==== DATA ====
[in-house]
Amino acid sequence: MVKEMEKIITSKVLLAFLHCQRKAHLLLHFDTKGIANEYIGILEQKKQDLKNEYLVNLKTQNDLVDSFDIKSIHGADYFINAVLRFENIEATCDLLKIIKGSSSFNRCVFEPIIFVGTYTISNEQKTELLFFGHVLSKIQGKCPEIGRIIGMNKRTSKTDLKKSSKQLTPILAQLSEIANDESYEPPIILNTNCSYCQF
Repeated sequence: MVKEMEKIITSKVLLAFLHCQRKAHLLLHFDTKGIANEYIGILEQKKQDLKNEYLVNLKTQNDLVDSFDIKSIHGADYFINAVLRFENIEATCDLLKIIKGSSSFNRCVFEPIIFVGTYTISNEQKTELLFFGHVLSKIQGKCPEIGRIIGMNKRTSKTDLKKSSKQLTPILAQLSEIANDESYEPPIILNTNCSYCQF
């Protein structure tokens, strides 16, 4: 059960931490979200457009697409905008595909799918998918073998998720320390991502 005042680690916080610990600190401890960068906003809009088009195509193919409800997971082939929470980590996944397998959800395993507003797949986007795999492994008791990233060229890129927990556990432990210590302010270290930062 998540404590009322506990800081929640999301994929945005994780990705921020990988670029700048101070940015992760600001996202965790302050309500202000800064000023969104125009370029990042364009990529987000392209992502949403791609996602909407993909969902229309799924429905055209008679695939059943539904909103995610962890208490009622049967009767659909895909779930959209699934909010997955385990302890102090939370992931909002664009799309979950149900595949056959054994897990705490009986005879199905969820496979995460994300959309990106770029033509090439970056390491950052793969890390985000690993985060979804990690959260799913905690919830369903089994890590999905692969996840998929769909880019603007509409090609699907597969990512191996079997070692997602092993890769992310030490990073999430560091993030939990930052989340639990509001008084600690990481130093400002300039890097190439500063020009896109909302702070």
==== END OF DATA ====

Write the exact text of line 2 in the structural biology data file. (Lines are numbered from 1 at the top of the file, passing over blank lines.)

Amino acid sequence: MVKEMEKIITSKVLLAFLHCQRKAHLLLHFDTKGIANEYIGILEQKKQDLKNEYLVNLKTQNDLVDSFDIKSIHGADYFINAVLRFENIEATCDLLKIIKGSSSFNRCVFEPIIFVGTYTISNEQKTELLFFGHVLSKIQGKCPEIGRIIGMNKRTSKTDLKKSSKQLTPILAQLSEIANDESYEPPIILNTNCSYCQF